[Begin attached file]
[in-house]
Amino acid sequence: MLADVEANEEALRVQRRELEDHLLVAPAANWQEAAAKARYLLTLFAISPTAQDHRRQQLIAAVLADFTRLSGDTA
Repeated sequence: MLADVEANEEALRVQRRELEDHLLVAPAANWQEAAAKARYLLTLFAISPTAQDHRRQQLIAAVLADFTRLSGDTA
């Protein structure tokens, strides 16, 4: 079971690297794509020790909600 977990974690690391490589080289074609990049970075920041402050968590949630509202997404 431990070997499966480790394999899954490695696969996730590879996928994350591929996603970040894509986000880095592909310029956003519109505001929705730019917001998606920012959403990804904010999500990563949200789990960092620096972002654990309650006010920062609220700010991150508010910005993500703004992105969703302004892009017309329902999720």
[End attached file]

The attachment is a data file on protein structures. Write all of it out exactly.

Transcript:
[in-house]
Amino acid sequence: MLADVEANEEALRVQRRELEDHLLVAPAANWQEAAAKARYLLTLFAISPTAQDHRRQQLIAAVLADFTRLSGDTA
Repeated sequence: MLADVEANEEALRVQRRELEDHLLVAPAANWQEAAAKARYLLTLFAISPTAQDHRRQQLIAAVLADFTRLSGDTA
């Protein structure tokens, strides 16, 4: 079971690297794509020790909600 977990974690690391490589080289074609990049970075920041402050968590949630509202997404 431990070997499966480790394999899954490695696969996730590879996928994350591929996603970040894509986000880095592909310029956003519109505001929705730019917001998606920012959403990804904010999500990563949200789990960092620096972002654990309650006010920062609220700010991150508010910005993500703004992105969703302004892009017309329902999720």